362. Some commenters raise issues that were not addressed in the NOPR. For instance, commenters raise issues regarding how the deduction of behind-the-meter resources from reserve margin requirements affects price formation; [831] impacts of subsidizing resources on functioning of RTO/ISO markets; [832] capacity market mitigation policies for distributed energy resources; [833] impacts on system variability and unpredictable operation due to RTO/ISO market participation of distributed energy resources; [834] impacts of distributed energy resource aggregations on distribution system operations and reliability, and necessary distribution system adjustments; [835] reflecting distribution system benefits associated with distributed energy resource aggregations into RTO/ISO market operation; [836] distribution system configuration issues; [837] need for modernizing distribution system equipment, such as the deployment of distributed energy resource management systems (DERMS); [838] privacy and cybersecurity concerns; [839] data collection practices during distributed energy resource registration focused on attributes available for essential grid services, but not necessarily in support of a market product; [840] differing compensation for short-duration resources to account for reduced run times in the capacity market; [841] and clarification that the term electric storage resource as defined in Order No. 841 may include an aggregation of distributed electric storage resources.[842]

2. Commission Determination

363. The NOPR did not propose reforms related to these issues raised by commenters. Therefore, these issues are outside the scope of this proceeding and will not be addressed here.

V. Information Collection Statement

364. The information collection (IC) contained in this final rule is being submitted to the Office of Management and Budget (OMB) for review under section 3507(d) of the Paperwork Reduction Act of 1995.[843] OMB's regulations,[844] in turn, require approval of certain information collection requirements imposed by agency rules. Respondents subject to the filing requirements of a rule will not be penalized for failing to respond to the collection of information unless the collection of information displays a valid OMB control number.

365. The Commission has submitted this IC to OMB as a revision of FERC-516H. OMB has assigned control number 1902-0303 to FERC-516H. The Commission is not asking OMB to change the expiration date of control number 1902-0303 (May 31, 2021).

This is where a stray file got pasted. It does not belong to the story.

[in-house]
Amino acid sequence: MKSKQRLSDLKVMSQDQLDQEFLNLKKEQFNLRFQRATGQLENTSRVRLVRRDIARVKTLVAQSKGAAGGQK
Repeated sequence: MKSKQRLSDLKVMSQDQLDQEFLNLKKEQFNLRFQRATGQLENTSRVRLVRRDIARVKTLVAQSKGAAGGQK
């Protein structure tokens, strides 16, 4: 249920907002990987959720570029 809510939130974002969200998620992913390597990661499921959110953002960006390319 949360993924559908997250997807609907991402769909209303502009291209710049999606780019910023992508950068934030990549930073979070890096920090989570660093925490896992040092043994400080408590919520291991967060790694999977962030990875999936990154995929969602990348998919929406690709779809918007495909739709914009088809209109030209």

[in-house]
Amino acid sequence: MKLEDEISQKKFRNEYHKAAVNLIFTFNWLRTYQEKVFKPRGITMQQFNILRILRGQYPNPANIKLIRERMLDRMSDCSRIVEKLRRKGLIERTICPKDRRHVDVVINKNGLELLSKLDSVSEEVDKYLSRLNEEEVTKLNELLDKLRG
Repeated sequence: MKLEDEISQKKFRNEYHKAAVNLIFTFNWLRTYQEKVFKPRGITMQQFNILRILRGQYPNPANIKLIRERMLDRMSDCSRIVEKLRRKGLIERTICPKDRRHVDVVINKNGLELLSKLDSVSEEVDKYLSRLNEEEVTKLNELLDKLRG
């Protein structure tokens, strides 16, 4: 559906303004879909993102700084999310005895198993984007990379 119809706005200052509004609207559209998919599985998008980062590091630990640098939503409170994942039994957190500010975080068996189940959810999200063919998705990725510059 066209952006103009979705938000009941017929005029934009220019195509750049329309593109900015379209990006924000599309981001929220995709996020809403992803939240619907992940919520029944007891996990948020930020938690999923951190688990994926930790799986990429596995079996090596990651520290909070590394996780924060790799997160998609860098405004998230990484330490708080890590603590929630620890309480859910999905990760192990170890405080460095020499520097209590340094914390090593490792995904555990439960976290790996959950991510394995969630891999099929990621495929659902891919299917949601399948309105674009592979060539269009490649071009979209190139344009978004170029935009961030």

A. Summary of This IC

Title: FERC-516H (Electric Rate Schedules and Tariff Filings, in Docket No. RM18-9-000).

OMB Control No. 1902-0303.

Type of Request: Revision of FERC-516H.

Abstract: This final rule, at 18 CFR 35.28(g)(12), includes two IC activities. Each RTO and ISO must have tariff provisions that allow DER aggregations to participate directly in the organized wholesale electric markets. In addition, each RTO and ISO must update the economic dispatch software accordingly.

Types of Respondent: RTOs and ISOs.

Frequency of Collection: One time.

Estimate of Annual Burden[845] : The Commission estimates the total annual burden and cost [846] for this IC in the following table:

In response to comments on the NOPR, we have increased the estimated burden and cost for the requirements of the final rule from those originally proposed in the NOPR. The estimated burden and cost for the requirements contained in this final rule follow.Start Printed Page 67154

Additions to FERC-516H, as Implemented in the Final Rule in Docket No. RM18-9-000

ABCDEFG
Types of responseNumber of respondentsAvg. number of responses per respondentTotal number of responsesAverage burden (hours) and cost per responseTotal annual burden hours and total annual costCost per respondent
(col. B × col. C)(col. D × col. E)(col. F ÷ col. B)
One-Time Tariff Filing Due to RM18-9 Final Rule6161,529 hrs; $126,9079,174 hrs; $761,442$126,907
Software Update6161,500 hrs; $124,5009,000 hrs; $747,000124,500
Total Burden3029 hrs; $251,40718,174 hrs; $1,508,442251,407

B. Discussion

366. The Commission implements this final rule and FERC-516H to remove barriers to the participation of distributed energy resource aggregations in the capacity, energy, and ancillary service markets operated by RTOs and ISOs. This IC in this final rule conforms to the Commission's need for efficient information collection, communication, and management within the energy industry.

367. In this final rule, we are requiring each RTO/ISO to propose revisions to its tariff that (1) allow distributed energy resource aggregations to participate directly in RTO/ISO markets and establish distributed energy resource aggregators as a type of market participant; (2) allow distributed energy resource aggregators to register distributed energy resource aggregations under one or more participation models that accommodate the physical and operational characteristics of the distributed energy resource aggregations; (3) establish a minimum size requirement for distributed energy resource aggregations that does not exceed 100 kW; (4) address locational requirements for distributed energy resource aggregations; (5) address distribution factors and bidding parameters for distributed energy resource aggregations; (6) address information and data requirements for distributed energy resource aggregations; (7) address metering and telemetry requirements for distributed energy resource aggregations; (8) address coordination between the RTO/ISO, the distributed energy resource aggregator, the distribution utility, and the relevant electric retail regulatory authorities; (9) address modification to the list of resources in a distributed energy resource aggregation; and (10) address market participation agreements for distributed energy resource aggregators.